I wish I could say that I have no bias but I am clearly biased against having a reasonably priced housing market. However you are right, looking at the data is important and I assure you, if it makes sense to buy I will be the first to say it. I own myself so a decline in prices doesn’t help me either but that is why you can’t have all your money in one asset. Our economy has been a one trick pony. I think many on here and fiscally conservative folks are appalled by what has been transpiring over the decade. In regards to your points, first Boom Boom Ben is telling us that making the Bush tax cuts permanent is not recommended. Agreed. Look at the Gini Coefficient for the U.S. – the middle class is being annihilated under a pile of debt while the extremely wealthy get richer and richer. I think the Fed at this point has abandoned any monetary discipline and is going to cut rates like a maniac. The problem here is we are already at such a low rate that any cuts will not do much except kill the dollar further and push up commodities further. Think who the cuts go to. It primarily benefits banks who are responsible for this damn bubble!

    Now we are looking at revving up the printing presses and sending checks to every American. This would be comical if it wasn’t so backwards. You know in all previous election cycles were we were in a recession/depression the opposing party won. Even without economic problems, this is a very heated election and get ready to see politicians bending like Gumby for any votes. In times like this, your integrity will be tested and you will be offered gold for your values. Don’t go for it.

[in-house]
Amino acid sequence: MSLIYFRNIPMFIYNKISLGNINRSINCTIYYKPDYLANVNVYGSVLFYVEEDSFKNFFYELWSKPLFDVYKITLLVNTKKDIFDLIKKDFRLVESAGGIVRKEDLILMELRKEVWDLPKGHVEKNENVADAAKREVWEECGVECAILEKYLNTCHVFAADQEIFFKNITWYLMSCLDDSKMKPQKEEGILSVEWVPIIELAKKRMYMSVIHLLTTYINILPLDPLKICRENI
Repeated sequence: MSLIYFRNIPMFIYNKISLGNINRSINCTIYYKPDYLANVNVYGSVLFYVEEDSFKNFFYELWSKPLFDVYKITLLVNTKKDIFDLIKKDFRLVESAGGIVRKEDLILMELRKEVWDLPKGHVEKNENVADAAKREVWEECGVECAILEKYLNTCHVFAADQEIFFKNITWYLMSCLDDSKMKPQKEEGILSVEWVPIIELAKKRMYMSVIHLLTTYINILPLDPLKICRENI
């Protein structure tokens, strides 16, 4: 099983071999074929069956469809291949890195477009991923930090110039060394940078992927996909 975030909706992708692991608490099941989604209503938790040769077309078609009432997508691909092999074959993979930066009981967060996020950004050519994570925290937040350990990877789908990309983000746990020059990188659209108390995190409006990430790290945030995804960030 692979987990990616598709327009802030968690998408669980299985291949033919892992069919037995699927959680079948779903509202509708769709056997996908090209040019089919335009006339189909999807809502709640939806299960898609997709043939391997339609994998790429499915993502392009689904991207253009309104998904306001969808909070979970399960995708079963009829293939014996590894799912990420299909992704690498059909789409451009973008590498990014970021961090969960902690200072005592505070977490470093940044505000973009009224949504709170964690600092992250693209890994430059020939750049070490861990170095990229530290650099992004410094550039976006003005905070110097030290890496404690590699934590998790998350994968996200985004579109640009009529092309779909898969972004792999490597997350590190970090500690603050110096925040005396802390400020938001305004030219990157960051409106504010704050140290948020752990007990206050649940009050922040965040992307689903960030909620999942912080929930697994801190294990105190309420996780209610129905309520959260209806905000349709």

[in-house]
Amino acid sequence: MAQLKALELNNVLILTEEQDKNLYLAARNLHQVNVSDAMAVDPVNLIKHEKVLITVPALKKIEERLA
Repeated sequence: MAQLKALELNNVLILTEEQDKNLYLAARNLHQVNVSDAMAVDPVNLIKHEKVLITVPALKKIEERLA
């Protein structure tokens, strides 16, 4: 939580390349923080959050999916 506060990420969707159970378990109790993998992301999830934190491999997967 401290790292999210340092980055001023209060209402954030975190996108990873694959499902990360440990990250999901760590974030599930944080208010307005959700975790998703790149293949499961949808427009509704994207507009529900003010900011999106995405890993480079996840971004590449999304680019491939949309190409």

@Taylor,

    Normal in SoCal? We’ve been so far from normal that we need Dr. Phil to give us some therapy…oh that’s right, he was here in the area but guess what? He isn’t even a licensed psychologist! Bwahaha! We have pseudo “professionals” in the housing industry acting like they know what they are talking about but have such a poor understanding of history and economics and this is panning out. This is only the inevitable consequence of vapid greed and mismanagement. The comeuppance is what is happening and sadly many will carry the burden unjustly because of their greed. You think it is bad now, there is now talk about making the requirements on Fannie and Freddie a little more lenient. If this goes through we are in for a world of hurt. Let us not even talk about the Pay Option ARMs.

    @Rob Dawy,

    Thanks Rob for catching that. I shouldn’t be writing articles at midnight. Correction spotted and fixed. I know you are out in the area so how are things with the Countrywide debacle in your neck of the woods? Any word on the street?

    @MassBubbleGirl,

    Even a few years ago this seemed impossible but we overshot so much, a 40 to 50 percent drop isn’t out of the question. Peak for LA County was $550,000 so a 40 percent cut would put us at $330,000 which sounds about right given local area incomes in many of the lower to middle class areas. These will drag the market down.

  • I have to agree that a soft-landing scenario is likely to occur. We won’t see chaos.

  • Dr. Housing Bubble, you are always so right on!!! Just think, if the Fed Chairman read your site, he could have figured out what was wrong with the economy a couple of years ago instead of last week! But, now he and President are going to give us rebates so the doops can send in their loan payment for one more month on their upside down mortgage to the Fed Chairman and President’s banker/wall street friends. How nice! Your comment on the airplane analogies really gave me a good laugh. Thanks

  • “My question: in the next 2-3-5 years, how low will prices drop? Seriously. I mean, will they drop to 2003 levels? 2001 levels? 1999 levels?”

    I believe best case scenario for the biggest bubble cities is a return to 2000 prices and worst case 1997 prices.